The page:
Novels gave way to poetry not for artistic reasons so much as lack of paper. Kim Il-sung, North Korea’s first leader after its establishment, loved novels, so he ordered them officially written for the masses. But when his son Kim Jong-il succeeded him in 1994, the nation’s economy was in full nose-dive after the breakup of its patron state, the Soviet Union. Famine mounted. The paper shortage was severe. Forget long novels, now — shorter poems were commissioned. And so to Pyongyang, Section 5 (Literature), Division 19 (Poetry) of Office 101 of the United Front Department, where our first author today begins.
“Dear Leader: My Escape from North Korea” (Atria, 2014) is an incredible story, which I read on my very last nerve: As I turned the pages, North Korea was threatening to attack the nearing USS Carl Vinson, and the nuclear threat was climbing. Sometimes facing the source of your fear helps. So know, at least, that “Dear Leader” is perhaps the best written of all the escape-from books. That’s because it’s by an elite poet named Jang Jin-sung — who once met Kim Jong-il because he adored Jang’s ode to a gun barrel. Seriously.
Thanks to the equally poetic translator Shirley Lee, Jang describes how Kim used the arts “as a crucial part of his ambit of absolute power.” Every writer in North Korea is given assignments and strict guidelines. Write outside these rules, and you commit treason. Jang had to produce poems extolling Kim, but under a South Korean pseudonym; because North Korea plans to reunite with the South someday, the regime sluices a continuous stream of propaganda over the border. To make his poems convincing, Jang is allowed to read South Korean newspapers to absorb their tone. But read about a free country, and you start thinking of freedom.
When Jang breaks a rule, the choice becomes gulag or defection. His escape is heart-pounding. Jang and a friend clandestinely cross an iced-in river to get to China, where a (paid) helper shelters them and (barely) keeps the police at bay. John Sweeney, a London Observer reporter, also uses subterfuge, but to get into North Korea. In “North Korea Undercover: Inside the World’s Most Secret State” (Pegasus, 2015) Sweeney poses as a history professor. He says 25,000 defectors had left the Hermit Kingdom by 2015. No wonder, since the place is like “the set of some weird version of ‘The Hunger Games.’ ” Sweeney is reliably cheeky throughout. Kim Jong-un, Kim Jong-il’s son and today’s bouffant-sporting leader, is “God-the-lousy-Elvis-impersonator,” and the nation’s brand of Stalinism is “home-baked Jabberwocky plus a Brobdingnagian cult of personality.”
The book toggles between history and vignette. So we learn that geography, too, has promoted isolation: North Korea is hemmed in by mountains, cursed by bad soil, and boasts no valuable minerals. Sweeney features a nice mix of voices too, like Nick Bonner, the founder of Koryo Tours, which brings outsiders to North Korea, because “[w]e believe very strongly in engagement,” and Izidor Urian, a former Romanian diplomat who served several Kafkaesque decades there.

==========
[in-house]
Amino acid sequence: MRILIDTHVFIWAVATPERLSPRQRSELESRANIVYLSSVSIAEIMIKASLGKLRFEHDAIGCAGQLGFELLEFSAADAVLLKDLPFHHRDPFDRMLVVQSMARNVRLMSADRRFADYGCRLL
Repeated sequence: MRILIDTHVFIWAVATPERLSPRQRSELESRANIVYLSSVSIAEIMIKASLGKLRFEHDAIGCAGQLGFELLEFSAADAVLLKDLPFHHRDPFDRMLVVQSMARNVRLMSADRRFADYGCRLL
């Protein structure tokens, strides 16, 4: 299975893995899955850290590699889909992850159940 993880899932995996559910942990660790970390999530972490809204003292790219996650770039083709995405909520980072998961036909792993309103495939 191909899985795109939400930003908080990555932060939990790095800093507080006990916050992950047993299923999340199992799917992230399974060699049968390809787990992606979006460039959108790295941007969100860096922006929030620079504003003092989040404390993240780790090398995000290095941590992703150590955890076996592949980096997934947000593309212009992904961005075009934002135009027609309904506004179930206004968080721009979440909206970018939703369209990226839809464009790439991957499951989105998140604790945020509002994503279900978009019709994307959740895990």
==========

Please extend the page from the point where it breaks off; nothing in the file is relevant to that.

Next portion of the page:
All intriguing but what, she asks selfishly, about the dangers to us? And so I consulted “North Korea and Nuclear Weapons: Entering the New Era of Deterrence” (Georgetown University, 2017). The collection’s editors are Sung Chull Kim of the Institute for Peace and Unification Studies at Seoul National University and Michael D. Cohen of the Department of Security Studies and Criminology at Macquarie University. Here, I learned that it’s always existential for North Korea: “Ignoring the world and being ignored by it was impossible; it was located in the wrong place for that. Thus, from the start its leaders felt required to be threatening and bellicose to survive.”
North Korea believes it can read us like a book: They gather nuclear arms unto themselves because they’ve seen that America topples dictators who’ve reduced or given up their WMDs (see Saddam Hussein and Moammar Khadafy). So how do we deter and de-escalate? There are bad and worse options, though clearly China and Japan must broker a greater role. But my last book — it’s way out there, but in a good way — proffers another path.
“Stop North Korea! A Radical New Approach to the North Korean Standoff” (Tuttle, 2017) is by Shepherd Iverson, an anthropologist teaching at Inha University in South Korea. He says that coercion and diplomacy have failed, and before the dictatorship perfects nuclear-tipped missiles, we must reunite the two Koreas via an incentive plan — i.e. an “enormous bribe.”
Consider North Korea, with its starvation and backwardness, as an underperforming corporation; the world offers its “shareholders” (the political elite, the military, the population at large) a financial incentive to oust the “CEO.” Iverson suggests each general gets $1 million to depose Kim, lesser officers up to $100,000, and all citizens double their income (full price tag: $175 billion). Sound crazy? Well, was the Marshall Plan crazy? Think of it as a kind of poetic justice. And safer than the alternatives.
Katharine Whittemore is senior writer at Amherst College. She can be reached at Katharine.whittemore @comcast.net.